Sun, Nov 21, 2004 - Page 8 News List

Letters

Bush must uphold values

Should US President George W. Bush betray the moral values his voters supported him for, he would have no leg to stand on. Not only will he fail to win back the "other half" of Americans who voted for Kerry and thereby achieve national unity, he would also lose "this half" of Americans who supported him. He would then be a complete failure.

Taking this context to Taiwan, Bush must not lose sight of freedom, democracy, God and family in dealing with China. Americans from the heartland to metropolises, are not keen on or easily intimidated by bullies, whether they be Nazis, Russians or North Koreans.

Bush will not need to run in another election, yet his legacy will remain. His legacy is to shape the US at the beginning of the 21st century.

His biggest mandate in this election is loud and clear: uphold American values, Mr. President; do not lose them in the Taiwan Strait.

Chen Ming-chung

Chicago, Illinois

Don't require early English

Parents in Taiwan believe that English is crucial for their children's future, and also believe schools should start English "as early as possible." ("Parents believe in English," Nov. 16, page 2). But starting early may not be the best way to help children acquire English proficiency.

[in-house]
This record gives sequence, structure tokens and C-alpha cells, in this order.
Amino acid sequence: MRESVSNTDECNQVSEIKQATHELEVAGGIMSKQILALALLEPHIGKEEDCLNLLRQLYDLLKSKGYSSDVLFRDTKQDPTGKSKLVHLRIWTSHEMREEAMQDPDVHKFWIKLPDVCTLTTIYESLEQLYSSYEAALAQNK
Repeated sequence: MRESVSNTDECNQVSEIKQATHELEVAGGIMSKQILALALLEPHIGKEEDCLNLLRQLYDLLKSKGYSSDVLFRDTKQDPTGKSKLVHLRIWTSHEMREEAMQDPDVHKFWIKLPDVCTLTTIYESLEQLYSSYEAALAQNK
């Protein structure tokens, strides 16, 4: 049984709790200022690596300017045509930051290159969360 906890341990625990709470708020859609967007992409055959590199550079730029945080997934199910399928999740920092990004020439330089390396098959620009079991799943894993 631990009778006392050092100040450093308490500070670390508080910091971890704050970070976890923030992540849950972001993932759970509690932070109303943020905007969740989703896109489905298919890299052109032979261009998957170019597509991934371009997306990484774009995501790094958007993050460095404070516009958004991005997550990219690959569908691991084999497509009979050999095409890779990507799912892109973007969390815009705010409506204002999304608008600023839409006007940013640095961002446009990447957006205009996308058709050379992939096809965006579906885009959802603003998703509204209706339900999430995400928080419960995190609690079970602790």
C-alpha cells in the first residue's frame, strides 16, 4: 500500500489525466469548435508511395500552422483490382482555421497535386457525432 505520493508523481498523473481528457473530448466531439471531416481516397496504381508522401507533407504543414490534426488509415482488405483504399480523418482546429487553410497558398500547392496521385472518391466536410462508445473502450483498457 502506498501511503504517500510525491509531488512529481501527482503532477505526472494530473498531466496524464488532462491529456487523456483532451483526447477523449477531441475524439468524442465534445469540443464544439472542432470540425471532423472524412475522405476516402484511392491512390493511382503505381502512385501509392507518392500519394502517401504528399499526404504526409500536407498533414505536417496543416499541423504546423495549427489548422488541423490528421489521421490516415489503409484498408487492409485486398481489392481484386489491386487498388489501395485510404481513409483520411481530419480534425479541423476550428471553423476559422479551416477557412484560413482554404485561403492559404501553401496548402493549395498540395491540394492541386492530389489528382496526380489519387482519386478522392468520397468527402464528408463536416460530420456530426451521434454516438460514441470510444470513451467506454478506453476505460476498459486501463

Studies show that older children acquire language skills faster than younger children. Thus, starting later (eg, at grade three or grade four instead of kindergarten or grade one) is more efficient. It also means more time to develop a solid foundation in Chinese.

Studies show that those who have a better education in the first language make better progress in developing a second.

Cynthia Wu is correct when she emphasizes the importance of not cutting back on Chinese language classes in order to squeeze in more English.

I would not forbid early English, but I think it is a mistake to require it.

Stephen Krashen

Professor Emeritus

University of Southern California

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